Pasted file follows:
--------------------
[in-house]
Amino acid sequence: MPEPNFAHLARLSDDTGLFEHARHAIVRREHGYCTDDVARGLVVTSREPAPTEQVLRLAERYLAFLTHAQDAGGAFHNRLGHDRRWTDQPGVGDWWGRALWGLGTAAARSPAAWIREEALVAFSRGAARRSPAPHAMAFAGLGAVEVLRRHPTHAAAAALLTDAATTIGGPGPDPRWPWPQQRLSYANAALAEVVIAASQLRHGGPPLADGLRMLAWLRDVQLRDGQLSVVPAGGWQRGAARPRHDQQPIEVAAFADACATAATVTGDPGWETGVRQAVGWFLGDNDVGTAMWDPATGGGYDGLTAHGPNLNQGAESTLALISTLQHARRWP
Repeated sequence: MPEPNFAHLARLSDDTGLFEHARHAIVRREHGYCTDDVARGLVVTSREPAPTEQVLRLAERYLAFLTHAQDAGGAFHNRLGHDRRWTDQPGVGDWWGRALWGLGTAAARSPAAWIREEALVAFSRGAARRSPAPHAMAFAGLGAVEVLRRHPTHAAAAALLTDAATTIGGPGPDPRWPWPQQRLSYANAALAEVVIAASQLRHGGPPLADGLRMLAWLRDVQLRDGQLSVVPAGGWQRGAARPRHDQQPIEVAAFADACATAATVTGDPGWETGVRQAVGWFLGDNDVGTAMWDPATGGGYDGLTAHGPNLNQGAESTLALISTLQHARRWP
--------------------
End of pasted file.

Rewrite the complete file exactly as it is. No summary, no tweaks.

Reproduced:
[in-house]
Amino acid sequence: MPEPNFAHLARLSDDTGLFEHARHAIVRREHGYCTDDVARGLVVTSREPAPTEQVLRLAERYLAFLTHAQDAGGAFHNRLGHDRRWTDQPGVGDWWGRALWGLGTAAARSPAAWIREEALVAFSRGAARRSPAPHAMAFAGLGAVEVLRRHPTHAAAAALLTDAATTIGGPGPDPRWPWPQQRLSYANAALAEVVIAASQLRHGGPPLADGLRMLAWLRDVQLRDGQLSVVPAGGWQRGAARPRHDQQPIEVAAFADACATAATVTGDPGWETGVRQAVGWFLGDNDVGTAMWDPATGGGYDGLTAHGPNLNQGAESTLALISTLQHARRWP
Repeated sequence: MPEPNFAHLARLSDDTGLFEHARHAIVRREHGYCTDDVARGLVVTSREPAPTEQVLRLAERYLAFLTHAQDAGGAFHNRLGHDRRWTDQPGVGDWWGRALWGLGTAAARSPAAWIREEALVAFSRGAARRSPAPHAMAFAGLGAVEVLRRHPTHAAAAALLTDAATTIGGPGPDPRWPWPQQRLSYANAALAEVVIAASQLRHGGPPLADGLRMLAWLRDVQLRDGQLSVVPAGGWQRGAARPRHDQQPIEVAAFADACATAATVTGDPGWETGVRQAVGWFLGDNDVGTAMWDPATGGGYDGLTAHGPNLNQGAESTLALISTLQHARRWP